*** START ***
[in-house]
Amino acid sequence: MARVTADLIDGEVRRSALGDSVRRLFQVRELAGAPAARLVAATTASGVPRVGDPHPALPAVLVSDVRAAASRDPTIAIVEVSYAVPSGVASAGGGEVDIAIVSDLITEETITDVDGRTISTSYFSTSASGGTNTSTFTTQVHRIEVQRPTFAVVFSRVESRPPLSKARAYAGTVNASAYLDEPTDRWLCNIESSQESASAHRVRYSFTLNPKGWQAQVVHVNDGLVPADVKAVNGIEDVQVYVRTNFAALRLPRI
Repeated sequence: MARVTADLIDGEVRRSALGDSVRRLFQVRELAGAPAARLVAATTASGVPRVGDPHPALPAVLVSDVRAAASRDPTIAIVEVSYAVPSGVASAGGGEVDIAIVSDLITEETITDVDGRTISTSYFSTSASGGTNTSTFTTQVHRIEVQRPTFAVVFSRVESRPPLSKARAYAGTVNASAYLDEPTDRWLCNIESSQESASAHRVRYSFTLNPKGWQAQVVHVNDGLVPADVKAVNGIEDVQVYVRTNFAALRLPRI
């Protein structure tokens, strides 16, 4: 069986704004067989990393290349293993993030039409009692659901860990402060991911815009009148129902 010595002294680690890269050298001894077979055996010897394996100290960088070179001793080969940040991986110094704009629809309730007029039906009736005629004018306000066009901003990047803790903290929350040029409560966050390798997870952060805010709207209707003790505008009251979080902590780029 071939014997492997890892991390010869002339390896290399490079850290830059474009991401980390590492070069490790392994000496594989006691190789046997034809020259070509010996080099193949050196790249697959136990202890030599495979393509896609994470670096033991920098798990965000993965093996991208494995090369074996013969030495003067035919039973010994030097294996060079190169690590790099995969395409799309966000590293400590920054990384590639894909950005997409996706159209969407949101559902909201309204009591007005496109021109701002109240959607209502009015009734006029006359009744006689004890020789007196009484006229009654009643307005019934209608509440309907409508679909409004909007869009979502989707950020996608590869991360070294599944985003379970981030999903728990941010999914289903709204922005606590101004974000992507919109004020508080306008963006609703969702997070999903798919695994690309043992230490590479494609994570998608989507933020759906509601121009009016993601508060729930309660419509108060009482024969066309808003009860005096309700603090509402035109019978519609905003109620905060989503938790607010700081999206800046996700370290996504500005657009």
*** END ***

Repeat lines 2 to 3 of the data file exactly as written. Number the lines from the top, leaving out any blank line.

Amino acid sequence: MARVTADLIDGEVRRSALGDSVRRLFQVRELAGAPAARLVAATTASGVPRVGDPHPALPAVLVSDVRAAASRDPTIAIVEVSYAVPSGVASAGGGEVDIAIVSDLITEETITDVDGRTISTSYFSTSASGGTNTSTFTTQVHRIEVQRPTFAVVFSRVESRPPLSKARAYAGTVNASAYLDEPTDRWLCNIESSQESASAHRVRYSFTLNPKGWQAQVVHVNDGLVPADVKAVNGIEDVQVYVRTNFAALRLPRI
Repeated sequence: MARVTADLIDGEVRRSALGDSVRRLFQVRELAGAPAARLVAATTASGVPRVGDPHPALPAVLVSDVRAAASRDPTIAIVEVSYAVPSGVASAGGGEVDIAIVSDLITEETITDVDGRTISTSYFSTSASGGTNTSTFTTQVHRIEVQRPTFAVVFSRVESRPPLSKARAYAGTVNASAYLDEPTDRWLCNIESSQESASAHRVRYSFTLNPKGWQAQVVHVNDGLVPADVKAVNGIEDVQVYVRTNFAALRLPRI